When Jacob Federman, a junior sports management major, went out to celebrate his 21st birthday last weekend, it wasn’t at some dimly lit dive bar or at a glitzed-out, neon tourist trap. He went to the George Mason University Relay For Life.

The now-21-year-old doesn’t have the proclivity for strong drink or smoke that characterizes many people during their college years. He doesn’t want to subject his body to that after twice beating Hodgkin’s lymphoma.

Relay For Life was held in Federman’s honor two years ago, when he was mired in his second fight against cancer. Federman first beat Hodgkin’s lymphoma — a cancer of the lymph tissue — when he was in high school. After chemotherapy treatments and radiation knocked out the cancer, his doctors told him that if it were to return, it would come back within a year. 

Three and a half years later, Federman, then a freshman at Mason, was back home in New York for spring break. He went in for his routine visit, and that’s when the doctors found something during their checkup. They said they would be in touch when they knew what it was.

“I went back to Fairfax the next morning and saw my friends who already knew what happened the first time around,” Federman said. “I said, ‘Hey, there’s a good chance that this is my last week at Mason.’”

Shortly thereafter, his mother left a voicemail he heard when he got out of class. The cancer had returned.


The First Bout

When Federman was 15, he accompanied other teens on a six-and-a-half-week tour of the United States. As soon as the trip began, Federman felt like he had a cold — there was coughing that doctors in Seattle and Los Angeles attributed to his asthma — but when his mother picked him up at the end of the trip, she knew something was wrong, and it was time to see another doctor.

“They thought it was asthma that could have been out of control,” said Marci Greenberg, Federman’s mother. “I figured it must have been pneumonia, but I wanted a chest X-ray.”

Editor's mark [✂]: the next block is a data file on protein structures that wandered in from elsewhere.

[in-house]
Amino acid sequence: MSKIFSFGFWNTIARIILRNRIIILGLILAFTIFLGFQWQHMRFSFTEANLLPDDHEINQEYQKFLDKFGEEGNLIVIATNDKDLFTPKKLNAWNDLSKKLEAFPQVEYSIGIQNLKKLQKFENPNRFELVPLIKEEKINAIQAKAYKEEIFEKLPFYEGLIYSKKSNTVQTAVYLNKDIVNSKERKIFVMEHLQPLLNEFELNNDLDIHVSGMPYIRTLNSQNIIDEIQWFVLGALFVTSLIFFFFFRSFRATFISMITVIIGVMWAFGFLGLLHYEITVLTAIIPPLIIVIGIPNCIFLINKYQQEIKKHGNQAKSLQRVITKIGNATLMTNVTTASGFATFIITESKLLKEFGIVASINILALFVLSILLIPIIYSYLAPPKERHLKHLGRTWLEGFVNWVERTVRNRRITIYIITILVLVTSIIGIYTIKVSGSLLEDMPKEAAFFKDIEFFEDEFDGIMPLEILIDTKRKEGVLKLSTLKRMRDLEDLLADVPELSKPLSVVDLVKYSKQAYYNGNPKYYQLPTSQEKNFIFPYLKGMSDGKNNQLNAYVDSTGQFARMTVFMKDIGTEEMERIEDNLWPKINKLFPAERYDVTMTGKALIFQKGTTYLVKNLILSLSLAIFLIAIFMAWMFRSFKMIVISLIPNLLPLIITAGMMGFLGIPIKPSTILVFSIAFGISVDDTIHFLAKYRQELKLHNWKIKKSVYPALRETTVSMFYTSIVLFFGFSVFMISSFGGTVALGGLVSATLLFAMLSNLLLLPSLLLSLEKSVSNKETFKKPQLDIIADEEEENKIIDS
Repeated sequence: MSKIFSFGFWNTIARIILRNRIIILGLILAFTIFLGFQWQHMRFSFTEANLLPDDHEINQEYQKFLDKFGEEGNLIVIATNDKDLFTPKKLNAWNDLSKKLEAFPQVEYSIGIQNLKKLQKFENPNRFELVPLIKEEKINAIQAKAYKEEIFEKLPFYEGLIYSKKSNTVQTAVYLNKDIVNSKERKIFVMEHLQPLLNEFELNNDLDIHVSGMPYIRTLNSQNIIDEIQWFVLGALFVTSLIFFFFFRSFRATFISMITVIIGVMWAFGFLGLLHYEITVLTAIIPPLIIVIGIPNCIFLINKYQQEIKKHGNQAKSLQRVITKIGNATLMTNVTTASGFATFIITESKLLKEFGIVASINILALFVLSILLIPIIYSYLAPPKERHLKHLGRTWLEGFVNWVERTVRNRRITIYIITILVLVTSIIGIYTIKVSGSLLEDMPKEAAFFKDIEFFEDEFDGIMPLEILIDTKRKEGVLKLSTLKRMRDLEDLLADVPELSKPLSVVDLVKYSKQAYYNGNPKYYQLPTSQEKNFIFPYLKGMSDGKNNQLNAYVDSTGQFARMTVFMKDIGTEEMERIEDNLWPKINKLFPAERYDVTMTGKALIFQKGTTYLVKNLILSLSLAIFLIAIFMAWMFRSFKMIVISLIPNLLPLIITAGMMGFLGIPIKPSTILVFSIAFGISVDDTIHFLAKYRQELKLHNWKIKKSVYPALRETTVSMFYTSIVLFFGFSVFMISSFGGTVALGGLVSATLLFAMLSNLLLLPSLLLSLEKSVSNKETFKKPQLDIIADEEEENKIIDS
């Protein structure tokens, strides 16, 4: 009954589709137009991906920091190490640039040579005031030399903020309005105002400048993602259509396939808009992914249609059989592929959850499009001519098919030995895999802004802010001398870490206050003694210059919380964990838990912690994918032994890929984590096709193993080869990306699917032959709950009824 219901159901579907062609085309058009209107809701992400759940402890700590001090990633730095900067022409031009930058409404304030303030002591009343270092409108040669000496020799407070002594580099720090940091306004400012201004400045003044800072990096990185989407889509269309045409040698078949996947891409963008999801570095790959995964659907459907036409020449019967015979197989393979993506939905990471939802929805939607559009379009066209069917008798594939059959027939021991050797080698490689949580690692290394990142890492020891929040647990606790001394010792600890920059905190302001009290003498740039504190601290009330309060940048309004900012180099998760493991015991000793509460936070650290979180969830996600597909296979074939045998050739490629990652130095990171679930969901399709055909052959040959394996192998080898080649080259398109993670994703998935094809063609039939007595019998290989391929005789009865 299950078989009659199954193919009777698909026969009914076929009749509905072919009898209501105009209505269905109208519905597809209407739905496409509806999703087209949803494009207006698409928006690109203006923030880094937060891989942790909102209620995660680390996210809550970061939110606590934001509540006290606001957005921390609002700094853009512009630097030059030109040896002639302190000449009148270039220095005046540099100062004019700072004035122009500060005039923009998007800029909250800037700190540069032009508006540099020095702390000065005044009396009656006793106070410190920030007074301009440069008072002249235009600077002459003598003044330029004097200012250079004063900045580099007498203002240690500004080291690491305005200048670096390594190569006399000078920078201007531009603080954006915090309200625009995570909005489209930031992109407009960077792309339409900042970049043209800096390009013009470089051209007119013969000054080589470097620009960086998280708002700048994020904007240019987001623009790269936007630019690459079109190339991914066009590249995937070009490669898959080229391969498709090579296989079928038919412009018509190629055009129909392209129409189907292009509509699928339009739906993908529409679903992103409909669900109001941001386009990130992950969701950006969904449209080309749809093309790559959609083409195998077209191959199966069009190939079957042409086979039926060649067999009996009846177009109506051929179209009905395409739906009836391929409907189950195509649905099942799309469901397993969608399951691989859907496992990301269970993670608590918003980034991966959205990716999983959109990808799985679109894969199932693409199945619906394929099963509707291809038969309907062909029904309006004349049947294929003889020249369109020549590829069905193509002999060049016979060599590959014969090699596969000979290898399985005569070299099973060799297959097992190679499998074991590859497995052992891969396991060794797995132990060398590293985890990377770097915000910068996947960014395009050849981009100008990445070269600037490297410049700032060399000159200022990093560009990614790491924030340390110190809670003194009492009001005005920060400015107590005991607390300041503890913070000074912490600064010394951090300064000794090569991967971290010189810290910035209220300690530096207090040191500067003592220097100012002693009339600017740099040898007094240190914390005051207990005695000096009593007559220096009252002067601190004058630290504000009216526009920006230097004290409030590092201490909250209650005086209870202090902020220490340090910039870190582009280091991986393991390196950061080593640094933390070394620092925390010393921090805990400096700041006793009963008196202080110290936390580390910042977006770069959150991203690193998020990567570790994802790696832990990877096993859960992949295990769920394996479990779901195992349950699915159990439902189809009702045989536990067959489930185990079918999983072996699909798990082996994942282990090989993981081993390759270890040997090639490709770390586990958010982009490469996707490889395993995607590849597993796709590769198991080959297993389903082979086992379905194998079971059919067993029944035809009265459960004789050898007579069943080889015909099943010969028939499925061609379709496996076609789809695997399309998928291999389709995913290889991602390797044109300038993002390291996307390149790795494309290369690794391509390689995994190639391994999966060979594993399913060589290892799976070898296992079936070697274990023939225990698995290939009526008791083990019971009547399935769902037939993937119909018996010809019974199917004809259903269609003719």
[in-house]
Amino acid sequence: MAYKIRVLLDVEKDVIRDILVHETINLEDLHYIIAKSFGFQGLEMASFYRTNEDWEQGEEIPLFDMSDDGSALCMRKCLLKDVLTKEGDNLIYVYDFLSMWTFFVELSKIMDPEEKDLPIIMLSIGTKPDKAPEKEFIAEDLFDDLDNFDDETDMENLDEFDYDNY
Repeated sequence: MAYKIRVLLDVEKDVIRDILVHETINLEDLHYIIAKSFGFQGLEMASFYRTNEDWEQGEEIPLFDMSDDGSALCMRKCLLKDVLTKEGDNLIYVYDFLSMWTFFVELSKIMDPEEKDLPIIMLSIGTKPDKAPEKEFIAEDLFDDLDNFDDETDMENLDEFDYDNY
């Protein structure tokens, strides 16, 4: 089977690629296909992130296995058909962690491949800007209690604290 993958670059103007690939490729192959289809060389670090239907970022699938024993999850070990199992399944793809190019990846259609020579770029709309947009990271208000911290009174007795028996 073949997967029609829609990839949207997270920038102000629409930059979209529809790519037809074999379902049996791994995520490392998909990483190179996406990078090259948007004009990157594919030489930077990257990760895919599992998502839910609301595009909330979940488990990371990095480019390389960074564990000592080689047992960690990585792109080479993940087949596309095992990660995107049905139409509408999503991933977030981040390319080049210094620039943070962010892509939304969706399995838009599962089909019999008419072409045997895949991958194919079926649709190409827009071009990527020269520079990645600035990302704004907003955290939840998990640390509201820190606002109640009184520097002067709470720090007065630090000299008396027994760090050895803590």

Before Greenberg and Federman even arrived home, Greenberg received a phone call.

“We did see something,” the pulmonologist said of the X-ray. Next came a CT scan on the Friday of that week, before they went to visit Greenberg’s parents. It was Friday afternoon that Greenberg received the call from the pulmonologist confirming the prognosis: stage 2 Hodgkin’s lymphoma.

Greenberg and Federman went ahead with the visit to her parents, and Greenberg didn’t tell Federman about the cancer until Sunday night, hours before returning to Columbia University Medical Center to begin planning treatment.

“I kept the secret because I didn’t want to ruin anything,” Greenberg said. “How do you explain to your teenager that he’s probably going to have chemo, radiation, lose his hair, feel horrible? How do you do that?”

Greenberg said she told Federman that there would be sick kids at the hospital and not to be unduly worried. It was there that Federman asked Greenberg if he was going to die.

“I said, ‘No, you’re not, Jake. Don’t even ask me that. It’s not going to happen for a long, long time,’” Greenberg said. “He never looked back after that. He never questioned it. He never got depressed. He never cried.”

Federman said it was daunting to receive the news.

“I was 15, so the only thing I knew about cancer was ‘OK, you have it. Now you’re going to die,’” Federman said. “I was in disbelief.”

While Federman’s friends from the cross-country trip were enjoying their summer, Federman spent long hours in doctors’ offices prepping for biopsies and a run of outpatient chemotherapy treatment cycles that stretched from Aug to Nov of his soph. year of high school. After over 40 clinic visits, Federman’s results impressed his doctors.

“They were so impressed with the way my body responded that they presented my case to the board of oncologists,” Federman said. Though he was tired from long days at the clinic, he hadn’t experienced some of the more adverse effects of the drugs and chemotherapy.

Next came a radiation treatment that lasted from the beginning of December to Christmas. Though the doctors believed the cancer was gone, they said a precautionary radiation treatment was a good final step in ensuring the cancer had been eradicated.

Then, right around Christmas, came the news Federman and his family had been waiting for: The cancer was gone. The residual scarring from the biopsies would go away over time. The hair he lost from the treatment would return.